The days of the mortgage interest deduction may be over or, at least, dimming.
Deductions may be the most convenient tool to break the stalemate in the compromise between Republicans and Democrats on the deficit and fiscal cliff issues.
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It would also provide extra revenues without having to raise tax rates, an aspect that particularly appeals to Republicans and an area where Democrats may be willing to compromise.
The National Association of Realtors considers the mortgage interest deduction vital to the stability of the housing market and the economy.
The ability to deduct mortgage interest has boosted the income of millions of families and adds support to the growth of the housing market, one of the areas said to be leading the current economic recovery.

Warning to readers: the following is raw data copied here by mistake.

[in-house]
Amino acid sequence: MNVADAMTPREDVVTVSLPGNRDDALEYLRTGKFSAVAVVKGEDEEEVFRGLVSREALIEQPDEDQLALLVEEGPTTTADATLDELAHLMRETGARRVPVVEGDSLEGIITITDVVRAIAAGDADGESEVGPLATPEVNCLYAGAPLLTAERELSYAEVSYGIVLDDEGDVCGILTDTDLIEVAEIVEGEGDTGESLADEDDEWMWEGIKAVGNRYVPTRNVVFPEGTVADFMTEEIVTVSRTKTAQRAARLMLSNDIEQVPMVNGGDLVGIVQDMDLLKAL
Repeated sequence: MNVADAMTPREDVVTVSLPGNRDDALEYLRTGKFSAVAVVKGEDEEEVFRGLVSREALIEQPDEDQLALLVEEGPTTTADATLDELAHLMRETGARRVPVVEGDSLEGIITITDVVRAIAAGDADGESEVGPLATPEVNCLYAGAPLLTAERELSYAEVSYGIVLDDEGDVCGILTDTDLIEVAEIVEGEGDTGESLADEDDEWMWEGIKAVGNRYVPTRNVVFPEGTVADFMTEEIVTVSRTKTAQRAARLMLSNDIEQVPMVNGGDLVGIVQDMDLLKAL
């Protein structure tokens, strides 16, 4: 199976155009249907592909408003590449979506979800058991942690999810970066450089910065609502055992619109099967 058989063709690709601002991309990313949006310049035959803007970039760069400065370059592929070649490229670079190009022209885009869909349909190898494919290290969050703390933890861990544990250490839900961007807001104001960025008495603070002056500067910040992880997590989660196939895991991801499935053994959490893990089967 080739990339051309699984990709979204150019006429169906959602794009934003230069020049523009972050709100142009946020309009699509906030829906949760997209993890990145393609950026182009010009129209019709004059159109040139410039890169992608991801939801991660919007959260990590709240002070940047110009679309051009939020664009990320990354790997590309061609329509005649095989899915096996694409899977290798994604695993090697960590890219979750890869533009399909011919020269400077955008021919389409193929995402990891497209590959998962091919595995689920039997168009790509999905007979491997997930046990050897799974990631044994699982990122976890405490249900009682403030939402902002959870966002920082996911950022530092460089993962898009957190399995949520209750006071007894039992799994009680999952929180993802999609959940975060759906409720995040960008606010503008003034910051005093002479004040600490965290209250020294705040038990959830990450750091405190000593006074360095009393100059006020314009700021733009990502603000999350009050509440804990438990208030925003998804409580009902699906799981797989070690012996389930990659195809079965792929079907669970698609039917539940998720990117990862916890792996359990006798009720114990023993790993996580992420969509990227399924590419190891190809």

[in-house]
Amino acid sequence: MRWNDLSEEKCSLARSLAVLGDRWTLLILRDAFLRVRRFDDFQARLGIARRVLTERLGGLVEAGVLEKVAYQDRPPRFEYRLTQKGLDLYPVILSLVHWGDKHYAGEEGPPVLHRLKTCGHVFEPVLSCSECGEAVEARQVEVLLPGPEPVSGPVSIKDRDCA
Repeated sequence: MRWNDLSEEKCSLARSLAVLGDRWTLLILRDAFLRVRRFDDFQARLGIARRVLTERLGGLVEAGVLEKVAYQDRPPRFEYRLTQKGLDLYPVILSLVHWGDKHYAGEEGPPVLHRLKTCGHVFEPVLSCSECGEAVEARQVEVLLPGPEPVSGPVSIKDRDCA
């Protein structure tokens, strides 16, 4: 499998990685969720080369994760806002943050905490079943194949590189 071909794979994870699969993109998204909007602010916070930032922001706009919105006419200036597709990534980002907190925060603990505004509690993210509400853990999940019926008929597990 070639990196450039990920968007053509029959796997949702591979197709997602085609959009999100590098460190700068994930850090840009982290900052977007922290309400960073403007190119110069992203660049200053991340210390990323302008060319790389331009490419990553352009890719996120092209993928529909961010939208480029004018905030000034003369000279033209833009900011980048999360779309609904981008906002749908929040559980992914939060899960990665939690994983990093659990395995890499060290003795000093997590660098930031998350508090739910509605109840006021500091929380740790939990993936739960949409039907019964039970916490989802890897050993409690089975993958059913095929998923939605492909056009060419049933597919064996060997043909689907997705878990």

The Obama administration has a greater focus on the wealthy
and is proposing a deduction cap of 28% for households making more than $250,000.
Allowing current tax breaks to expire would also eliminate many deductions for the wealthy.
The Treasury Department estimates it could raise $749 billion over the next decade by limiting deductions for those earning higher incomes.
But middle income earners could also be affected and big-ticket homes tend to be more resilient to shocks than lower value homes.
No one knows exactly what effect eliminating the mortgage interest deduction would have but politicians may decide that targeting higher earners in capping the mortgage interest deduction may carry little risk.